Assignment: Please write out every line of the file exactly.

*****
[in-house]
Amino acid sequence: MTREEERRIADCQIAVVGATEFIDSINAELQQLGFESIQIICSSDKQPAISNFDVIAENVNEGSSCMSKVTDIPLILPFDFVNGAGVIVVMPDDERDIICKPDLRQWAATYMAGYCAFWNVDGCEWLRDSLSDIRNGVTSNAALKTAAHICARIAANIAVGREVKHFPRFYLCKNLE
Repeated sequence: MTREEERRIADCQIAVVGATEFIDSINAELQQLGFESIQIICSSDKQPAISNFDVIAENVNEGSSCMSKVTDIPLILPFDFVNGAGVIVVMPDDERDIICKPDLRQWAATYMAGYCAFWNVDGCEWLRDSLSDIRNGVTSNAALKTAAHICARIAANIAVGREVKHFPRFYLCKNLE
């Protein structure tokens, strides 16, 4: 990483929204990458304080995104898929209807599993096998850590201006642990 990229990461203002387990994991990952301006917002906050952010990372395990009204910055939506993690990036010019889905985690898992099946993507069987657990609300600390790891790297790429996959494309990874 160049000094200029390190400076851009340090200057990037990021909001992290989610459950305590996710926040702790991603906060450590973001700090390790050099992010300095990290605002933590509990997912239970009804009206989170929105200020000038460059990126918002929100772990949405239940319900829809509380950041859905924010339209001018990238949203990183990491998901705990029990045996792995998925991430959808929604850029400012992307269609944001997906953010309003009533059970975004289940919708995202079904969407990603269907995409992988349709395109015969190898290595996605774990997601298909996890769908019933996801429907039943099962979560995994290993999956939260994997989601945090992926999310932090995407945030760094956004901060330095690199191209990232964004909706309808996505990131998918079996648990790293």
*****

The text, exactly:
[in-house]
Amino acid sequence: MTREEERRIADCQIAVVGATEFIDSINAELQQLGFESIQIICSSDKQPAISNFDVIAENVNEGSSCMSKVTDIPLILPFDFVNGAGVIVVMPDDERDIICKPDLRQWAATYMAGYCAFWNVDGCEWLRDSLSDIRNGVTSNAALKTAAHICARIAANIAVGREVKHFPRFYLCKNLE
Repeated sequence: MTREEERRIADCQIAVVGATEFIDSINAELQQLGFESIQIICSSDKQPAISNFDVIAENVNEGSSCMSKVTDIPLILPFDFVNGAGVIVVMPDDERDIICKPDLRQWAATYMAGYCAFWNVDGCEWLRDSLSDIRNGVTSNAALKTAAHICARIAANIAVGREVKHFPRFYLCKNLE
């Protein structure tokens, strides 16, 4: 990483929204990458304080995104898929209807599993096998850590201006642990 990229990461203002387990994991990952301006917002906050952010990372395990009204910055939506993690990036010019889905985690898992099946993507069987657990609300600390790891790297790429996959494309990874 160049000094200029390190400076851009340090200057990037990021909001992290989610459950305590996710926040702790991603906060450590973001700090390790050099992010300095990290605002933590509990997912239970009804009206989170929105200020000038460059990126918002929100772990949405239940319900829809509380950041859905924010339209001018990238949203990183990491998901705990029990045996792995998925991430959808929604850029400012992307269609944001997906953010309003009533059970975004289940919708995202079904969407990603269907995409992988349709395109015969190898290595996605774990997601298909996890769908019933996801429907039943099962979560995994290993999956939260994997989601945090992926999310932090995407945030760094956004901060330095690199191209990232964004909706309808996505990131998918079996648990790293």